Assistant Professor César Terrer and recent visiting student Stephen Bell describe how agricultural lands that are no longer productive could play an important role in carbon sequestration.
Department of Civil and Environmental Engineering
As the world struggles to meet internationally agreed targets for reducing greenhouse gas emissions, methods of removing carbon dioxide such as reforestation of cleared areas have become an increasingly important strategy. But little attention has been paid to the potential for abandoned or marginal croplands to be restored to natural vegetation as an additional carbon sink, say MIT assistant professor of civil and environmental engineering César Terrer, recent visiting MIT doctoral student Stephen M. Bell, and six others, in a recent open-access paper in the journal Nature Communications. Here, Terrer and Bell explain the potential use of these “post-agricultural” lands to help in the fight against damaging climate change.
Q: How significant is the potential of unused agricultural lands as a carbon sink to help mitigate climate change?
Bell: We know of these huge instances of land abandonment and post-agricultural succession throughout history, like following the collapse of major cities from ancient Mesopotamia to the Mayans. And when the Europeans arrived in the Americas in the 15th century, so many people died and so much forest grew back on abandoned farmland that it helped cool the entire planet and was potentially a driver of the coldest part of the so-called “Little Ice Age” period.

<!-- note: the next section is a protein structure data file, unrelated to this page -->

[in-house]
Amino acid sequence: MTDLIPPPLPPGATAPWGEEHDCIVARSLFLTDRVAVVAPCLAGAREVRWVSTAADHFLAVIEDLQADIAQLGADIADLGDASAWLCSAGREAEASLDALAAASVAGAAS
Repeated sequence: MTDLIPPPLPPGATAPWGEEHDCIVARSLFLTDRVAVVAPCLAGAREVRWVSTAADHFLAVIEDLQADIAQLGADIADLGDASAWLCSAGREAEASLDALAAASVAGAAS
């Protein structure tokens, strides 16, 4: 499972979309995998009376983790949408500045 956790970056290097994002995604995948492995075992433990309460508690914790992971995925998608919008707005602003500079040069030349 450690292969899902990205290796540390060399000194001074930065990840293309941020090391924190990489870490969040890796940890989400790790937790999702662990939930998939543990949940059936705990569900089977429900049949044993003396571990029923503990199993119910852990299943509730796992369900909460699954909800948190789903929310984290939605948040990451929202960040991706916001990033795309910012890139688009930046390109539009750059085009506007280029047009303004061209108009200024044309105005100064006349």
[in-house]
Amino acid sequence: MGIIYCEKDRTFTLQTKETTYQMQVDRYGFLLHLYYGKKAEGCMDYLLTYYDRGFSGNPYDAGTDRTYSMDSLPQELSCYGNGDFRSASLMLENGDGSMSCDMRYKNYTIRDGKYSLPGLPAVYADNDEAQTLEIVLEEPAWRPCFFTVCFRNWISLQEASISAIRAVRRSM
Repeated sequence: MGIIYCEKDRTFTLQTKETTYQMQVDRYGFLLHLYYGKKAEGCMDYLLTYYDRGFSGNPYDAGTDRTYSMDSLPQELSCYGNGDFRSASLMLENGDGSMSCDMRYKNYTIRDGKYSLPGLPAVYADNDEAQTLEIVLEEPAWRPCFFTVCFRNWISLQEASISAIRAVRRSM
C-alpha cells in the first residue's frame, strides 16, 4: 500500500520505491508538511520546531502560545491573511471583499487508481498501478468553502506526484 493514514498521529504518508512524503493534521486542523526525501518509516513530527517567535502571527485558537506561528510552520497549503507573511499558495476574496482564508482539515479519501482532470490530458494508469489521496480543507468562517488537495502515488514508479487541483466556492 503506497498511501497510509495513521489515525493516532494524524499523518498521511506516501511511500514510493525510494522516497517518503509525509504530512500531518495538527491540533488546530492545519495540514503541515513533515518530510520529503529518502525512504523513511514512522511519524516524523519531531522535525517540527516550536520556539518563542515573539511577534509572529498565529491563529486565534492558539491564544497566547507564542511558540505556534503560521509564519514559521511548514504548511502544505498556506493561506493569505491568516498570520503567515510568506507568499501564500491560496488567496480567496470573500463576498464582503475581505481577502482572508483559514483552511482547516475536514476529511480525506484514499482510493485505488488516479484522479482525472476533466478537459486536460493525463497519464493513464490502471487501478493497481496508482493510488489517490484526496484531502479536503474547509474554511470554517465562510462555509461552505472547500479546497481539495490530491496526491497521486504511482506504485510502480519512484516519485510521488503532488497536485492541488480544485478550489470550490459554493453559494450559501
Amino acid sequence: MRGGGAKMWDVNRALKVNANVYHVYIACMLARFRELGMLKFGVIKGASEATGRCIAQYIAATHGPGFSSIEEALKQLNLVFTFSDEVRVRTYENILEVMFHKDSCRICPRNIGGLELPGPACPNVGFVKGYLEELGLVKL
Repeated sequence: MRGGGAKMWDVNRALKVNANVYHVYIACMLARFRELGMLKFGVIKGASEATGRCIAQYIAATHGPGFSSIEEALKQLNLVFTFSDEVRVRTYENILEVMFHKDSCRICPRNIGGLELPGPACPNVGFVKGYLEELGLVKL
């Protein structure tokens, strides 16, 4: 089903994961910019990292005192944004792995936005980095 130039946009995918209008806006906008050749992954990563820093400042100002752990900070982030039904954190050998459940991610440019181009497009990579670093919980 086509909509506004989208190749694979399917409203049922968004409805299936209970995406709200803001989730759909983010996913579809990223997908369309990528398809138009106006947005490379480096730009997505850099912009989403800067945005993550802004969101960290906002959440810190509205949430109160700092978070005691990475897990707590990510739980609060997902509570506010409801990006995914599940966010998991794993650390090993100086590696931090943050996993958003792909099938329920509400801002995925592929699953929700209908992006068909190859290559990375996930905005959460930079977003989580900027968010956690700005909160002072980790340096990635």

Today, we have abandoned farmland all over the Mediterranean region, where I did my PhD field work. As young people left rural areas for the cities throughout the 20th century, farmers couldn’t pass on their land to anyone, and the land succeeded back into shrub lands and forests. The biggest recent example of abandonment is for sure the collapse of the Soviet Union, where an estimated 60 million hectares of forest regrew when support for collective farming stopped, resulting in one of the largest carbon sinks ever attributed to a single event.
So, when we look back at the past, we know there’s potential. Of course, these are huge events, and no one is proposing to replicate anything like that. We need to use land for multiple purposes, but looking back at these big examples, we know there is potential for abandoned or restored agricultural land to be carbon sinks. And so that tells us to dig deeper into this question and get a better idea of realistic scenarios, a better understanding of the climate change mitigation potential of agricultural cessation in the most strategic places.
Terrer: More than 115 billion tons of carbon have been lost from soils due to agricultural practices that disturb soil integrity — such as tilling, monoculture farming, removing crop residue, excessive use of fertilizers and pesticides, and over-grazing. To put this into perspective, the amount of carbon lost is equivalent to the total CO2 emissions ever produced in the United States.
Our current research synthesizes field data from thousands of experiments, aiming to understand the factors that influence soil carbon accrual in abandoned croplands transitioning back to forests or natural grasslands. We’re working to quantify the potential for carbon sequestration in these soils over 30-, 50-, and 100-year time frames and mapping the areas with the greatest potential for carbon storage. This includes both increases in soil carbon and in vegetation biomass.